Wednesday, May 25, 2016

The Evolution and Extinction of Affordable Insurance

I. Background

The word "catastrophe" has both individual or local scope as well as having widespread scope: "any misfortune, mishap, or failure; fiasco; a sudden and widespread disaster" - (Dictionary).

The Damaged Global Climate System is a catastrophe (The Damaged Global Climate System, 2, 3, 4, 5).

A global catastrophe that is giving rise to endless offspring: local weather catastrophes (All Weather Is Local - 2).

The individual or family who loses all their material goods they have, from clothing, cars, home, or worse -their lives, suffers a catastrophe.

So do those engulfed in a widespread destruction brought on by a Katrina or a Sandy.

II. Traditional Insurance Remedy

Civilization has developed a technique we call "insurance" that can mitigate the impact on those who suffer a personal catastrophe, and who have insurance:
Benjamin Franklin founded America’s oldest, continuously active insurance company in 1752. Franklin and several prominent business associates established the Philadelphia Contributorship for the Insurance of Houses from Loss by Fire. The Contributorship, as is now its common reference, was a proactive insurance carrier refusing to provide coverage to houses and other structures that were not constructed according to strict building standards. During the British occupation of Philadelphia in 1777, the Contributorship hired a chimney sweep to maintain the chimneys of insured houses that were still occupied by the insureds.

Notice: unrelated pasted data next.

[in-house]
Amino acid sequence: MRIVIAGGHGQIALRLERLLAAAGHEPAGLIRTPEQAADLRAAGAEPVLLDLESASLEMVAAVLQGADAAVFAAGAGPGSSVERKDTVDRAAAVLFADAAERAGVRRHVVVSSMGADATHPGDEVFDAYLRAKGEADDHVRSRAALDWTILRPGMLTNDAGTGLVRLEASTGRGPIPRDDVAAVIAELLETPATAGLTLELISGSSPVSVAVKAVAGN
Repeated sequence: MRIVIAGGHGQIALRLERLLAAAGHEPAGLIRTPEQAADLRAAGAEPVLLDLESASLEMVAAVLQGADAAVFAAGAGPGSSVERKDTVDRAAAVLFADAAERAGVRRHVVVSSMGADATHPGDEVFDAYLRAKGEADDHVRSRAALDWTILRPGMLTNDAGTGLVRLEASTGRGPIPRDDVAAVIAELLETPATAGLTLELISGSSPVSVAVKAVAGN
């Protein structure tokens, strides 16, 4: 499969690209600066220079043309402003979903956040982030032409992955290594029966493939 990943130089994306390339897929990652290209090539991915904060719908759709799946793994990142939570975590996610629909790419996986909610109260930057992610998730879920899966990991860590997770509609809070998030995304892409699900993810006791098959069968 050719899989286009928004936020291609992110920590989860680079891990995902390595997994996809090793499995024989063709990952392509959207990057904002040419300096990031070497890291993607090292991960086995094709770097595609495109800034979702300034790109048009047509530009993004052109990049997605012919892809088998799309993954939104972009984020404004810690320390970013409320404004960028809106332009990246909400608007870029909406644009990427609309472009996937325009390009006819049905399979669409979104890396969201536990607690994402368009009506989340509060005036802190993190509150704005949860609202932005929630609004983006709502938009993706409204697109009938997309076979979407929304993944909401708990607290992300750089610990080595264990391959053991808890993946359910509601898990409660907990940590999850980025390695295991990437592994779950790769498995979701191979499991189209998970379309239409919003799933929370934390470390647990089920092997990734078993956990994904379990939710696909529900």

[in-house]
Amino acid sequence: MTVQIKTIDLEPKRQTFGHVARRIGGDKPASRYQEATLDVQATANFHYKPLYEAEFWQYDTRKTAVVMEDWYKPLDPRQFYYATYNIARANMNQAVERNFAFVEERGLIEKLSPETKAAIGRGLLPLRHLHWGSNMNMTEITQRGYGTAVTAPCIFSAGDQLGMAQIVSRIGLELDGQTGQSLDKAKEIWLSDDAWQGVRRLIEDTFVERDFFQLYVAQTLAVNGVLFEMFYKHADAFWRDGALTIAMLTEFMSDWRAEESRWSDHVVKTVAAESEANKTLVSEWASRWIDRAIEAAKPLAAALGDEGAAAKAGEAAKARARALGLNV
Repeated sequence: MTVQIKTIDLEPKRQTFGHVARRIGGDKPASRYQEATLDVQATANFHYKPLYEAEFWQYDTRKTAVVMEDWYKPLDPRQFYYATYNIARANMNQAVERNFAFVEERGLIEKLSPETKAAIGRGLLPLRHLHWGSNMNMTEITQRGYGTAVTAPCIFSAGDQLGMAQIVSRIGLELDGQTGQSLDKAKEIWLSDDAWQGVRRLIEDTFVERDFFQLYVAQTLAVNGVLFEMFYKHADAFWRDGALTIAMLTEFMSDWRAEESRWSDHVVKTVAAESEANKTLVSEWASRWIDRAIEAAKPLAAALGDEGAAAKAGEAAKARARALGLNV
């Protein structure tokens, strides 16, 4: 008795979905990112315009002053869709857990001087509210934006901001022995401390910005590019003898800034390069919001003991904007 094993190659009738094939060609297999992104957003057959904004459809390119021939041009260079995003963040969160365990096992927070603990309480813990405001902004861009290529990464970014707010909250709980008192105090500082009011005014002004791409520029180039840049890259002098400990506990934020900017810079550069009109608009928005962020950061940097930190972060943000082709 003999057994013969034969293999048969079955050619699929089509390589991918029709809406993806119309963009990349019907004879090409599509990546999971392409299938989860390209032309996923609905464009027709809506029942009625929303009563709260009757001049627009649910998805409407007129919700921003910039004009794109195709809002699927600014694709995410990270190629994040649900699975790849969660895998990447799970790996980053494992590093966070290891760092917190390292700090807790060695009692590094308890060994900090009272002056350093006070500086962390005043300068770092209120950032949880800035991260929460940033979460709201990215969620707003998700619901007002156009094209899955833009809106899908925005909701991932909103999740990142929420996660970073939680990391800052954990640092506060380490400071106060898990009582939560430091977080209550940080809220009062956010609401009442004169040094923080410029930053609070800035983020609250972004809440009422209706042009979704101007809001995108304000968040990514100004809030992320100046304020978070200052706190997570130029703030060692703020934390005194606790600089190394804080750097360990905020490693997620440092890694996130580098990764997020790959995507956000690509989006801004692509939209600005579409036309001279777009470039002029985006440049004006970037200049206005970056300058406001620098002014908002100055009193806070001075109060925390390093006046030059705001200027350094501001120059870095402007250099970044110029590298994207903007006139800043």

Lloyd’s of London had its start in a coffee shop. Although the first informal gatherings of shippers and investors around 1688 were not intended to produce an insurance mechanism, Edward Lloyd’s coffeehouse on London’s Tower Street witnessed the first days of what was to become the world’s best known insurance underwriting society. Financial protection contracts initially emanating from Lloyd’s coffeehouse were dedicated to ships and their cargo.
(Insurance Journal, emphasis added). The embryonic intentions of the concept of insurance was based on a community "good Samaritan" spirit of "let's all chip in a little to help a lot, those in great need and distress."

The good intention of the insurance concept is not immune from financial catastrophe itself:
The theoretical foundation of ruin theory, known as the Cramér–Lundberg model (or classical compound-Poisson risk model, classical risk process or Poisson risk process) was introduced in 1903 by the Swedish actuary Filip Lundberg.Lundberg's work was republished in the 1930s by Harald Cramér.

The model describes an insurance company who experiences two opposing cash flows: incoming cash premiums and outgoing claims. Premiums arrive a constant rate c > 0 from customers and claims arrive according to a Poisson process with intensity λ and are independent and identically distributed non-negative random variables with distribution F and mean μ (they form a compound Poisson process) ... The central object of the model is to investigate the probability that the insurer's surplus level eventually falls below zero (making the firm bankrupt).
(Ruin Theory, emphasis added). Like any business or household for that matter, income and outgo must at least be equal for the venture to be economically viable.

In an undamaged climate system that is plausible, but as The Damaged Global Climate System overpopulates the globe with catastrophes, the picture gets more and more iffy.

This is not local to any one country or company, so a more comprehensive remedy was developed.

III. The 'Russian Doll' Layers Around Insurance